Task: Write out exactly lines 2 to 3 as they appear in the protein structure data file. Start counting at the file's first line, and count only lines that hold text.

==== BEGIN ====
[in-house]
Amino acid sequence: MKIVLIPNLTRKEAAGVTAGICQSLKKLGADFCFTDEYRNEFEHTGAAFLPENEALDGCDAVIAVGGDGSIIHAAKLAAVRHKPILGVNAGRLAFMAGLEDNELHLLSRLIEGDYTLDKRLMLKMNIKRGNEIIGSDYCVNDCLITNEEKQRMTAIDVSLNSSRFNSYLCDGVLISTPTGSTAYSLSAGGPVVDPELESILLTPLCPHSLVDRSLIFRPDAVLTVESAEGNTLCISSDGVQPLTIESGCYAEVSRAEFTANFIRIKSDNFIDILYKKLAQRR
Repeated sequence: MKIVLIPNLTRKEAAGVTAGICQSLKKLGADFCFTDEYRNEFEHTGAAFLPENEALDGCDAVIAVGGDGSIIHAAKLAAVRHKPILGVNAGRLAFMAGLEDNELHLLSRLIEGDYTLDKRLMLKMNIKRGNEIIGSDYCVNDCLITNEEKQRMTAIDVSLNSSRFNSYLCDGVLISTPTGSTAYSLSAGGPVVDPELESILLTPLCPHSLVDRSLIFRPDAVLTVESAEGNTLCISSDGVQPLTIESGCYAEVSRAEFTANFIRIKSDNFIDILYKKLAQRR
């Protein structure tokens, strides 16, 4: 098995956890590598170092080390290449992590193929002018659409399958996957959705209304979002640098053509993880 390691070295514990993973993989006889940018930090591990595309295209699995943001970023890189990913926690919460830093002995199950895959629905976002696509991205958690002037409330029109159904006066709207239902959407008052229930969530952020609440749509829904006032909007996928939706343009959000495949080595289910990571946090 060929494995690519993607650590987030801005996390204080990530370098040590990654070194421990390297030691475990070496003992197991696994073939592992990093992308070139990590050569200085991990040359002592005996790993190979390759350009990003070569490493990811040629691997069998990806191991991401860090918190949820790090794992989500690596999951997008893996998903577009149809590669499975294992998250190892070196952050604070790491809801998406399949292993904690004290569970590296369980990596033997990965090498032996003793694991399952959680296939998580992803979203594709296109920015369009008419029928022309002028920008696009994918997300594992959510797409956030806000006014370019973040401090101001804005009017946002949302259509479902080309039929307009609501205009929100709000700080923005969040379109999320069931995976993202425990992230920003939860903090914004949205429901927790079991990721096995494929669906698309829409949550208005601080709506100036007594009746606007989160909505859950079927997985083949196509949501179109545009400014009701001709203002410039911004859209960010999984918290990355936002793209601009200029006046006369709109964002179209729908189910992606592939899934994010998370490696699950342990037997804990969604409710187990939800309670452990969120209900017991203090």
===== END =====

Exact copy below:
Amino acid sequence: MKIVLIPNLTRKEAAGVTAGICQSLKKLGADFCFTDEYRNEFEHTGAAFLPENEALDGCDAVIAVGGDGSIIHAAKLAAVRHKPILGVNAGRLAFMAGLEDNELHLLSRLIEGDYTLDKRLMLKMNIKRGNEIIGSDYCVNDCLITNEEKQRMTAIDVSLNSSRFNSYLCDGVLISTPTGSTAYSLSAGGPVVDPELESILLTPLCPHSLVDRSLIFRPDAVLTVESAEGNTLCISSDGVQPLTIESGCYAEVSRAEFTANFIRIKSDNFIDILYKKLAQRR
Repeated sequence: MKIVLIPNLTRKEAAGVTAGICQSLKKLGADFCFTDEYRNEFEHTGAAFLPENEALDGCDAVIAVGGDGSIIHAAKLAAVRHKPILGVNAGRLAFMAGLEDNELHLLSRLIEGDYTLDKRLMLKMNIKRGNEIIGSDYCVNDCLITNEEKQRMTAIDVSLNSSRFNSYLCDGVLISTPTGSTAYSLSAGGPVVDPELESILLTPLCPHSLVDRSLIFRPDAVLTVESAEGNTLCISSDGVQPLTIESGCYAEVSRAEFTANFIRIKSDNFIDILYKKLAQRR